I approve not of the Sign of the Cross, nor that Sacramental mystical way of signing with this Sign, as if baptizing with Water in the Name of the Father, and of the Son, and of the Ho∣ly Ghost, were not sufficient; but moreover, the Sign of the Cross needful, to bind the Conscience, and confer the Blessing. You say, The sum of my Argument against signing with the Cross is,*be∣cause lest by a perverse interpretation it may seem to the vulgar peo∣ple what it is not, and what I my self dare not affirm it to be: but herein you are either wilfully blind, or grosly in the dark; for though I mentioned my fear, lest the action then done by the Mi∣nister (for then the Priest shall make a Cross upon the Childs Fore∣head) and the words then uttered by him, (We receive this Child in∣to the Congregation of Christs Flock, and do sign him with the sign of the Cross, in token that hereafter he shall not be ashamed to con∣fess the Faith of Christ crucified, and manfully to fight under his Banner against Sin, the World, and the Devil, and to continue Christs faithful Souldier unto his lives end) might be taken in a wrong sense, and mistaken by the generality, and do fear it still; yet the presumptuous addition of the Cross to Baptism, and this too af∣ter the manner of another Sacrament, the devised Sacrament of man to the instituted Sacrament of God was the grand cause of my exception against it: for if we may add at our pleasure the Sign of the Cross▪ why not also with some others Cream, Salt, and Spittle; yea, whatsoever else the daring invention of man shall think meet to devise and conjoyn? Who, in this case, shall set the limits, and say, Ne plus ultra? As for mine own part, I would sooner yield to have my Child baptized with Cream, Salt, and Spittle, yea, though Snow and Sope also were put into the La∣ver, than to have it signed with the Sign of the Cross in such a Page 16 mystical manner. We are neither to add nor diminish in the mat∣ter of Gods Worship; and particularly this holds good in the Sa∣craments of the Gospel, which in their own nature are Signs and Ceremonies; wherefore if we shall arrogate to our selves the li∣cense of adding Sign to Sign, and Ceremony to Ceremony, in so doing we boldly set Threshold against Threshold, and proudly u∣surp no less than the place, and Dictatorship of God himself. This likewise more than faintly and covertly speaks the Baptism of Water to be lame, and wanting of it self alone; which I have the courage to speak out in the hearing of all,*according to your com∣mand; yea, I promise you, if you will be at the charge to pro∣cure me one of Sir Samuel Moreland's Stentorean Tubes, I will take the pains to go up to the Monument, and at the top of it I will trumpet it out as a truth all over the City; and if I could, I would cause it to ring and eccho from one end of the Nation to another: Why else is this dedicating sign of the Cross, at the time of the Infants Dedication, by washing in the Name of the Father, Son, and Holy Ghost, thought so necessary, and constant∣ly co-applied?* But you have a Church-Canon by you, mounted and bent on purpose to discharge upon me, prim'd with the Ru∣brick, and ready to give fire, upon all occasions, with a loud con∣trary report: Well, be it so; yet after all, it is but brutum fulmen, I mean only protestatio contra factum, and therefore ipso facto void, and of none effect. As if you should vow and protest you were no Idolater, and yet at the same time worship a Crucifix, adore the Host, or bow your knee to the Image of Baal. You indeed bap∣tize the Child with Water in the Name of the Father, Son, and Holy Ghost; and you say, the Child so baptized, is lawfully and sufficiently baptized;* yet notwithstanding, at the same time, you sign him with the sign of the Cross, in token hereafter he shall not be ashamed to confess the Faith of Christ crucified, and manfully fight under his Banner against Sin, the World, and the Devil, &c. Now this is the answer of a good Conscience, and the main End and Obligation of Baptism, as to the party baptized, which the Cross, and the signing him with that sign (and not washing a∣lone) must at least mind him of, if not spirit him in, and ingage him to with the greatest manhood and courage; else signing with the sign of the Cross is a meer insignificancy, and a ridicu∣lous Page 17 nothing. Entia non sunt multiplicanda sine necessitate. What need the Cross, if washing with water could sufficiently bring a∣bout its own ends? The Cross therefore, as it is there used, loud∣ly proclaims, washing of and by it self incompleat, and im∣perfect.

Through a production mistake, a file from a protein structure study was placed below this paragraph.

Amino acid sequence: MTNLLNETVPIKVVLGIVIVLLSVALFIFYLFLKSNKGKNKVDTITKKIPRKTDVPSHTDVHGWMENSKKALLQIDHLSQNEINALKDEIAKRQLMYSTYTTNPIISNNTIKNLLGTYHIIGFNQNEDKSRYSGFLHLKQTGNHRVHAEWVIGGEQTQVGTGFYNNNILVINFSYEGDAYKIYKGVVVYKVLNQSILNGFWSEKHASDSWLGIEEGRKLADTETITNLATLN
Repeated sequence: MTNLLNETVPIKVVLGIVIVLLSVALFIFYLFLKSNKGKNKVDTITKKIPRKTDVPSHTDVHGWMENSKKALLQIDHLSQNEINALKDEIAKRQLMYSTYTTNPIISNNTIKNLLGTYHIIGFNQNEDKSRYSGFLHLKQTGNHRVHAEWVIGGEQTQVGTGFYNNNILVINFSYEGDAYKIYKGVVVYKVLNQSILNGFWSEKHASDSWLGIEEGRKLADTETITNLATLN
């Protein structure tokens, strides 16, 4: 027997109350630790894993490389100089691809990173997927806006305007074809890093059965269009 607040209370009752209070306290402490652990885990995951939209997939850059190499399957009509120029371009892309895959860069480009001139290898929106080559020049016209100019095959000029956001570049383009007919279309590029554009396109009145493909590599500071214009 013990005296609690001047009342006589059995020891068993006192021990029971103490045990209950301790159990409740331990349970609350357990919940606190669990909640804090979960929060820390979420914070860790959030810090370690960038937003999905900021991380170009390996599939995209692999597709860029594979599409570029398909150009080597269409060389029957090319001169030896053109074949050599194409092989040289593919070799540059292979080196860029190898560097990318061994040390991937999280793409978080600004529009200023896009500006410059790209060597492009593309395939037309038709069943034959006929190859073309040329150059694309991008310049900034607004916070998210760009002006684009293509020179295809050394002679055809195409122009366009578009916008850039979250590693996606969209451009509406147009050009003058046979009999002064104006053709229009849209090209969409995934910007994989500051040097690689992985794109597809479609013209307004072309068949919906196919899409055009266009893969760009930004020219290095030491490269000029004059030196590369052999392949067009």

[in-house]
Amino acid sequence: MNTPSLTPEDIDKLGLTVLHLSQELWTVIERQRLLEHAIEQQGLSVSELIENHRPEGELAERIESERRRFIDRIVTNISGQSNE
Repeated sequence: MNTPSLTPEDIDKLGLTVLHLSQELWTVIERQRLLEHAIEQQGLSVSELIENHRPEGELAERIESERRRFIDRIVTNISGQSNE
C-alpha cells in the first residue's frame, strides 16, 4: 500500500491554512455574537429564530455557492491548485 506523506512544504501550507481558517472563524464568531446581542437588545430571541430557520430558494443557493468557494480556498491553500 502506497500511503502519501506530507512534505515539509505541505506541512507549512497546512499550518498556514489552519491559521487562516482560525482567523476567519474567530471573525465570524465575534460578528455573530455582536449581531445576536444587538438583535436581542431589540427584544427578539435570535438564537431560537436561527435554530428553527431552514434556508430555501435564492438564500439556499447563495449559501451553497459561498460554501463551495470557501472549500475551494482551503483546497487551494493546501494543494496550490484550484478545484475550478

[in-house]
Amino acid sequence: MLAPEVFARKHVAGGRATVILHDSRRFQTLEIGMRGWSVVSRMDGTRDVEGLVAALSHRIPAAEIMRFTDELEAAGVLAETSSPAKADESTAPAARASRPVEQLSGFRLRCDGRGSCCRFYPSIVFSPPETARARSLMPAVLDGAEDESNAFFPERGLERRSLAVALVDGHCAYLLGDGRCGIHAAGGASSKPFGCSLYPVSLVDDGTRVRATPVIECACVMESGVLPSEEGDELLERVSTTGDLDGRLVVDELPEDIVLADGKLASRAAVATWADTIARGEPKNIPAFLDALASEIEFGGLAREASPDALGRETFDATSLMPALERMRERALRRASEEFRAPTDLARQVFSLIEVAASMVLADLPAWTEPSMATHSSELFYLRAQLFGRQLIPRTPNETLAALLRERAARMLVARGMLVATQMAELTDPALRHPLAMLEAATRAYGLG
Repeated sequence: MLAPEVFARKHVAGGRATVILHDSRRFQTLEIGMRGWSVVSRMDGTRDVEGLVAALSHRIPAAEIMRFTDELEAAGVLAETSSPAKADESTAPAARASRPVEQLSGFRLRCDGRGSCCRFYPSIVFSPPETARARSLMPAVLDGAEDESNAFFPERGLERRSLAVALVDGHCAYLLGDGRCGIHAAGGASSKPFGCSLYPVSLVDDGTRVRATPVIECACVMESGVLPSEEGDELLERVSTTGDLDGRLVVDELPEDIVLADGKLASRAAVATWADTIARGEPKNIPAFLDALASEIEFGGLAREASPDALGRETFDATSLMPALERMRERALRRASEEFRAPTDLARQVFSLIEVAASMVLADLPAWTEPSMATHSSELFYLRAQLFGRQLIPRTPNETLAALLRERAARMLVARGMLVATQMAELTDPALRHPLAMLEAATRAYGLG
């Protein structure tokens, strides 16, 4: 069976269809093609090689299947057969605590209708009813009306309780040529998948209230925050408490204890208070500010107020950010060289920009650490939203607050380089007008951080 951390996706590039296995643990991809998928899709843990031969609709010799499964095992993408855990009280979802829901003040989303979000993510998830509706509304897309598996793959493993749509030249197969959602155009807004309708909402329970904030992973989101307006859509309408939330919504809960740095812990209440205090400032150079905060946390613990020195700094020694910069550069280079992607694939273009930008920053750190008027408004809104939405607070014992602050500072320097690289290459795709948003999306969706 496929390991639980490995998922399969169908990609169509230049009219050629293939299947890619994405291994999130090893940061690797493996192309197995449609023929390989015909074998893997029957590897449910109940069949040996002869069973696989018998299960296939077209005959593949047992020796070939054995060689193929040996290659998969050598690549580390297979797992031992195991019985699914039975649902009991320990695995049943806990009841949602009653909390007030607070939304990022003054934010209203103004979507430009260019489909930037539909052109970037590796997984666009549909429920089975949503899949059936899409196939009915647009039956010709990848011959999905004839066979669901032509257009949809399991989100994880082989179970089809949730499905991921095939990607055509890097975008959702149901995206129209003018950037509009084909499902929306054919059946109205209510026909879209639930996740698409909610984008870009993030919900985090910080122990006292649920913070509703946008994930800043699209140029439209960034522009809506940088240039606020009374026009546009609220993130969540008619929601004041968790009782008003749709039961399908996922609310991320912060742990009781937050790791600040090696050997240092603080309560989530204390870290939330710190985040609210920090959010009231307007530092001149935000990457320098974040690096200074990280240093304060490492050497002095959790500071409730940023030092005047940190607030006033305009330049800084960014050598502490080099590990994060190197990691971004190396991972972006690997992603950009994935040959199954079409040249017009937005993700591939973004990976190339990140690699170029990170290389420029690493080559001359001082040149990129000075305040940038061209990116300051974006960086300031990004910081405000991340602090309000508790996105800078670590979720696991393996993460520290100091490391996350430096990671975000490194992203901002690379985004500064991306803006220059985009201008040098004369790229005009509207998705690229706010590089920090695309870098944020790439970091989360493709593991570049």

Something was spoken further by me, about laying aside the use and custom of signing with the sign of the Cross, to distinguish our selves from the Idolatrous Papists, who superstitiously adore the Cross, foolishly, fondly, and wickedly signing themselves with it, upon every occasion, putting no little confidence in it, to free them from evil, and to furnish them with all good. But upon this score, to leave off Crossing, you call it vanity and affectation,*which is peculiar to the Pharisees, and some other people who are very like them. I understand your Elegant Periphrasis, and the biting Sarcasme in it: Oh how sweet are your lips! Honey and Milk are under your tongue; yet what is the reason of all this rancour and bitterness? what is the cause ye cannot speak peaceably of us, or to us? what is our desert? what our provocation? are we not abased sufficiently? have ye not all in possession? do ye envy our being and breathing amongst you? Death hath eased you of ma∣ny of us already; and cannot you quietly expect a little longer, and we shall all retire, and trouble you no more? I grieve, and am sad to see you of this spirit, but rejoyce and am glad my Soul is not under your power; for if it were, I might fear unplacable wrath, never to be appeased, would never forgive me, neither in this world, nor in the world to come.* But to come to our busi∣ness; you say, I am much mistaken in the temper of the Church of England, (verily I am not at all mistaken, for I see it evidently in her Children, the Sons of the Church, especially if all be of your temper) for the Church of England neither does any thing,*nor leaves any thing undone, meerly for a note of distinction and sepa∣ration. I know not what weight and stress you put upon the word meerly, or else as good a Church, and better than ever the Church of England was, notwithstanding its Grandeur and Glo∣ry with the Pomp of that name, has (and that too by the counsel and command of infinite wisdom and reason) upon the account of distinction and separation from others, not more idolatrous and sin∣ful than the Papists in their worship, left off several Rites and Cu∣stoms, Page 18 not only sinful and unlawful, (so some will dare to say of signing with the Cross) but in themselves otherwise innocent and harmless. I have a most unhappy memory, and cannot recover the name of the Author, a Christian Jew, who apodictically, and most elaborately discovers, that many things were directed in their Law by God, both to be done and left undone by the Nation of the Jews, chiefly to difuse and take them off from the ways and practices of the Gentiles that were round about them. But let in∣fallible truth be the judge in this matter, Levit. 18.3. After the doings of the Land of Egypt, wherein ye dwelt, ye shall not do; and after the doings of the Land of Canaan, whither I bring you, shall ye not do, neithet shall ye walk in their Ordinances. Then Moses, all along the Chapter, enumerates many of those Heathenish do∣ings, from which the people of God were most religiously to ab∣stain: but in the next Chapter following some other things are mentioned; which in themselves absolutely considered, were nei∣ther sinful nor unlawful, yet upon the score of Non conformity, were forbidden them, ver. 27. Ye shall not round the corners of your Heads, neither shalt thou mar the corners of thy Beard. But why? what evil in it? Ainsworth gives us the true reason of this Inhibition; This, saith he, is likely to be the manner of the Hea∣thens, especially in their mourning, as these Laws compared with, Chap. 21. v. 5. seem to imply; and he brings in the Authority of Maimonides, in these words, It was the manner of Idolatrous Priests to mar their Beards; therefore the Law forbiddeth to mar the Beard. So again, v. 28. Ye shall not make any cuttings in your flesh for the Dead, nor print any marks upon you. The aforesaid most Learned Expositor here again, out of the same Maimonides, informs us, what these prints or marks were; viz. When one did cut open his flesh, and filled the cut place with Stibium, or with Ink, or some other colour; and this was the custom at the Heathens; and particularly this they were wont to do in sorrow, and mourning for a S•ul departed, as it is in Thargum Jonathan: Now from these, and other like Heathenish Rites, God will keep his people; and therefore it is said, Ye shall not make any cuttings in your flesh for the Dead. I could easily produce much more to the same purpose, but I think it needless.